The History of the Rise, Progress and Accomplishment of the Abolition of the African Slave Trade by the British Parliament (1808), Volume I eBook

This eBook from the Gutenberg Project consists of approximately 384 pages of information about The History of the Rise, Progress and Accomplishment of the Abolition of the African Slave Trade by the British Parliament (1808), Volume I.
and Murray a sum of money as damages for the injury which they themselves had sustained.  This compromise was acceded to.  The men received the money, and signed the release, (of which I insisted upon a copy,) and went to sea again in another trade, thanking me for my interference in their behalf.  But by this copy, which I have now in my possession, it appears that care was taken by the captain’s attorney to render their future evidence in the case of Peter Green, almost impracticable; for it was there wickedly stated, “that George Ormond and Patric Murray did then and there bind themselves in certain penalties, that they would neither encourage nor support any action at law against the said captain, by or at the suit or prosecution of any other of the seamen now or late on board the said ship, and that they released the said captain also from all manner of actions, suits, and cause and causes of action, informations, prosecutions, and other proceedings, which they then had, or ever had, or could or might have by reason of the said assaults upon their own persons, or other wrongs or injuries done by the said captain heretofore and to the date of this release[A].”

[Footnote A:  None of the nine actions before mentioned ever came to a trial, but they were all compromised by paying sums to the injured parties.]

CHAPTER XX.

Labours of the commitee during the author’s journey—­Quakers the first to notice its institution—­General Baptists the next—­Correspondence opened with American societies for Abolition—­First individual who addressed the commitee was Mr. William Smith—­Thanks voted to Ramsay—­commitee prepares lists of persons to whom to send its publications—­Barclay, Taylor, and Wedgwood elected members of the commitee—­Letters from Brissot, and others—­Granville Sharp elected chairman—­Seal ordered to be engraved —­Letters from different correspondents as they offered their services to the commitee.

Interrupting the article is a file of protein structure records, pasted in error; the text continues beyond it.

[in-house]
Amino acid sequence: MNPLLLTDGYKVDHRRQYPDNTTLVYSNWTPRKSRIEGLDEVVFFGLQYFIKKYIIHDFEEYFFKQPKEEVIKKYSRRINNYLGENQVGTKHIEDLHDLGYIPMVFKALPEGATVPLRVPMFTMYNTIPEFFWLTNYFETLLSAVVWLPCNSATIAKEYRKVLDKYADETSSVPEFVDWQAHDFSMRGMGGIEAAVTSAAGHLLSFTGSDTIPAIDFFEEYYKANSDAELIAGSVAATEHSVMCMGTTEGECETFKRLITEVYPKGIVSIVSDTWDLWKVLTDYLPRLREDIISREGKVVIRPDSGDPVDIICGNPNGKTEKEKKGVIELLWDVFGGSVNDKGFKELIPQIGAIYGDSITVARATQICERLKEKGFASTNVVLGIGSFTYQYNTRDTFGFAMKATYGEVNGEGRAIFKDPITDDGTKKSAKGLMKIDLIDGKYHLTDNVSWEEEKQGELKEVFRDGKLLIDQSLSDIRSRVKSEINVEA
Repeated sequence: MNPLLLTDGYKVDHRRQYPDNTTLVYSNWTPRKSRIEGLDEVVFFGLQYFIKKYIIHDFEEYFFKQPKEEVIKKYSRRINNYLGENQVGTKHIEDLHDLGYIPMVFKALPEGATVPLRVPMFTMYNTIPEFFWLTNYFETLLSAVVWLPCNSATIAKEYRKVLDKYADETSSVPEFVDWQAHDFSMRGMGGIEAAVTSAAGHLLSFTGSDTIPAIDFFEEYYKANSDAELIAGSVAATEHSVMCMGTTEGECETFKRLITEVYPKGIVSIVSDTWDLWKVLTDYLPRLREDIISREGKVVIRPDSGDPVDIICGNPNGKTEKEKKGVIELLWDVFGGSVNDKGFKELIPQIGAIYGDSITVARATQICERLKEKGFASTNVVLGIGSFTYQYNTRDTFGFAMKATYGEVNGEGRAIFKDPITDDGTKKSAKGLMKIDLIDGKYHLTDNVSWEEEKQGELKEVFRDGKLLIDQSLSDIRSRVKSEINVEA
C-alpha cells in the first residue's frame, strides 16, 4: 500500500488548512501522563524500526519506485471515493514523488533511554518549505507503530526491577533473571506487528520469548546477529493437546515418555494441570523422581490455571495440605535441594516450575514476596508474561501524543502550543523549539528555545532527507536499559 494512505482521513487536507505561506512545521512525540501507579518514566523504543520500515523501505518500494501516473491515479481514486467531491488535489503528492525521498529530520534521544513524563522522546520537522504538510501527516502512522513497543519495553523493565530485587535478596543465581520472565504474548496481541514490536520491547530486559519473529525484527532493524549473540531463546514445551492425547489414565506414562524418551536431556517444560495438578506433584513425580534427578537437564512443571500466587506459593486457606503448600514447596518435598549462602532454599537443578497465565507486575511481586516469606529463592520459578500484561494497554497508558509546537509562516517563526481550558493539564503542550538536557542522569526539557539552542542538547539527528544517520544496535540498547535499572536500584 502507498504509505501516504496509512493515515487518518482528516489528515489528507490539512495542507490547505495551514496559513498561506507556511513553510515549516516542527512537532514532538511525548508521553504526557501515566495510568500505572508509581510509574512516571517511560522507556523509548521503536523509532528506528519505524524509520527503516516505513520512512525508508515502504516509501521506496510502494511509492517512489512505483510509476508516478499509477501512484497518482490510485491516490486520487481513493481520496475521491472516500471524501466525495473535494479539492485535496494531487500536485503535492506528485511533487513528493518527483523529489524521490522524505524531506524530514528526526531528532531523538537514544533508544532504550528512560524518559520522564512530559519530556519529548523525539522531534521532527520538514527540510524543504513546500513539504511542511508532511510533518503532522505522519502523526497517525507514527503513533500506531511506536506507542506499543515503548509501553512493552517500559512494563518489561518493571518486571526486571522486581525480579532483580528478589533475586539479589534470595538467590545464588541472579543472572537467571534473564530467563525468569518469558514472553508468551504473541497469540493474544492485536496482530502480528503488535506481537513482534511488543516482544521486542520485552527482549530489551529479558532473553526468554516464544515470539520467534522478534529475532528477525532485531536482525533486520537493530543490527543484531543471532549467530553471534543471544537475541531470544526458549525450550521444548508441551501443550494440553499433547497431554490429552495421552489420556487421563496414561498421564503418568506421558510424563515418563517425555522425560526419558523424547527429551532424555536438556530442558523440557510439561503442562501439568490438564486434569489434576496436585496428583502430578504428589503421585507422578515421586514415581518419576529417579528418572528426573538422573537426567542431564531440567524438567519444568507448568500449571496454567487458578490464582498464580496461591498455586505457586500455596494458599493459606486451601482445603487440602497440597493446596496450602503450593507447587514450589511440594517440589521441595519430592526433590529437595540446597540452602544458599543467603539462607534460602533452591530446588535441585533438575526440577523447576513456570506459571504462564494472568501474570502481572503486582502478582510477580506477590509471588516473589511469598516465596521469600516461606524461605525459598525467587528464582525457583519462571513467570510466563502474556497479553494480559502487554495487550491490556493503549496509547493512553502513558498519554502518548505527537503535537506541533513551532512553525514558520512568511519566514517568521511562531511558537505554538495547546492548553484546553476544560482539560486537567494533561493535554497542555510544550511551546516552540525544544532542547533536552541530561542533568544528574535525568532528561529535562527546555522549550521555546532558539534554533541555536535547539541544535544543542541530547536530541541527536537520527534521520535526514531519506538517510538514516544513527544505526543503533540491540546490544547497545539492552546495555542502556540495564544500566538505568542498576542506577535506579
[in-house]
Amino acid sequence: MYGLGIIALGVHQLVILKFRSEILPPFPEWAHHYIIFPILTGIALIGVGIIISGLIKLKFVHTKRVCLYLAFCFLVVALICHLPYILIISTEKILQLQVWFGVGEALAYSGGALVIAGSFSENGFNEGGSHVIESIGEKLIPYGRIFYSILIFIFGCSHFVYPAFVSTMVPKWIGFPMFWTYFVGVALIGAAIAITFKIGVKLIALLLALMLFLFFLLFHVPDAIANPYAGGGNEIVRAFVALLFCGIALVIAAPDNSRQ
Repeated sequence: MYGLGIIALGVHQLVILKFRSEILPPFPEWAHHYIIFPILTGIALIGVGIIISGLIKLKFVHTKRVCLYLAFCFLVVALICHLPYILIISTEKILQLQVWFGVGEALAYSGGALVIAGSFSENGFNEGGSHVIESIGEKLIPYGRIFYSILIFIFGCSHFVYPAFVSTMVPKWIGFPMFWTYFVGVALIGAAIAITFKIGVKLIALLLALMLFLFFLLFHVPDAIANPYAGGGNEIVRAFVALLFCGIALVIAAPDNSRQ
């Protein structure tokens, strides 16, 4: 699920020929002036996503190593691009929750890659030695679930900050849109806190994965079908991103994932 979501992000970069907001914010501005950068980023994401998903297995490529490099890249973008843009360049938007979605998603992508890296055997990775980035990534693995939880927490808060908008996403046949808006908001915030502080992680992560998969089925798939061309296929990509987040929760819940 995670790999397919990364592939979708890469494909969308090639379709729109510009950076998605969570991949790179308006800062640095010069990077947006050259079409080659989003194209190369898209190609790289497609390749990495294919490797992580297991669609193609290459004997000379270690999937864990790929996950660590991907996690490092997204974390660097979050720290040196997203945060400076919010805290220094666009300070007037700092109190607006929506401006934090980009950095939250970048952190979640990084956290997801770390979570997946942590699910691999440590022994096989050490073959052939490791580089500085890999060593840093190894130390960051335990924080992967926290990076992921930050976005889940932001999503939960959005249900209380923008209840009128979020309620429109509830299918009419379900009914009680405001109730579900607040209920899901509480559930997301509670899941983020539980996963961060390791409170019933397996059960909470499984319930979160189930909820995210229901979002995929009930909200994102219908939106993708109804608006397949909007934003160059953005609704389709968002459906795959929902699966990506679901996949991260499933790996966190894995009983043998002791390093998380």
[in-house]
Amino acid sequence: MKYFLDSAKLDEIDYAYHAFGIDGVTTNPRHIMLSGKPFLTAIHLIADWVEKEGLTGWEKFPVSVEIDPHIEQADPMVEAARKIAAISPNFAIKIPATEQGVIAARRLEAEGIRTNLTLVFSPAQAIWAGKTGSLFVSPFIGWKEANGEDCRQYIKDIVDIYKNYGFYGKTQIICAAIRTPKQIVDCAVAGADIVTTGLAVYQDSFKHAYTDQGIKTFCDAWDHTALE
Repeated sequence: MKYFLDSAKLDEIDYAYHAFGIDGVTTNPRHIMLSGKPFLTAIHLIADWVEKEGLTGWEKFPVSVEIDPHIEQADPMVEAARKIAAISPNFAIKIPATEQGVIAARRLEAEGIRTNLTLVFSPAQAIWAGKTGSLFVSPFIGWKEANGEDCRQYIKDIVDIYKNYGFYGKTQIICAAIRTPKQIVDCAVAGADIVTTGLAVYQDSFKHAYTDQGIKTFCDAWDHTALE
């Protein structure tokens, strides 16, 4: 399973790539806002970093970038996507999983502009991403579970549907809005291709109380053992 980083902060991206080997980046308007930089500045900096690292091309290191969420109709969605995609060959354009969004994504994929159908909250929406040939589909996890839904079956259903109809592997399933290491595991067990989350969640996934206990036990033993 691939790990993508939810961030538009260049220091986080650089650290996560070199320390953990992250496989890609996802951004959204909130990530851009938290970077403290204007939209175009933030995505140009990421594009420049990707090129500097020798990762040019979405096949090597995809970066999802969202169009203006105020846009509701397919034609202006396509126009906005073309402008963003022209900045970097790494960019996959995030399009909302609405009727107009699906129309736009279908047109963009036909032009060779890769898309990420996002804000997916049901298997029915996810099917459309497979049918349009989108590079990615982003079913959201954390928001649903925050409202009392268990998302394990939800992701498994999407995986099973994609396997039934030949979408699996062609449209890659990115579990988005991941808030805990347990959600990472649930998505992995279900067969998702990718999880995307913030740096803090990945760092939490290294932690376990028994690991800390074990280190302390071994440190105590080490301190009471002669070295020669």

The commitee, during my absence, had attended regularly at their posts.  They had been both vigilant and industrious.  They were, in short, the persons, who had been the means of raising the public spirit, which I had observed first at Manchester, and afterwards as I journeyed on.  It will be proper, therefore, that I should now say something of their labours, and of the fruits of them.  And if, in doing this, I should be more minute for a few pages than some would wish, I must apologize for myself by saying that there are others, who would be sorry to lose the knowledge of the particular manner in which the foundation was laid, and the superstructure advanced, of a work, which will make so brilliant an appearance in our history as that of the abolition of the Slave-trade.

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The History of the Rise, Progress and Accomplishment of the Abolition of the African Slave Trade by the British Parliament (1808), Volume I from Project Gutenberg. Public domain.
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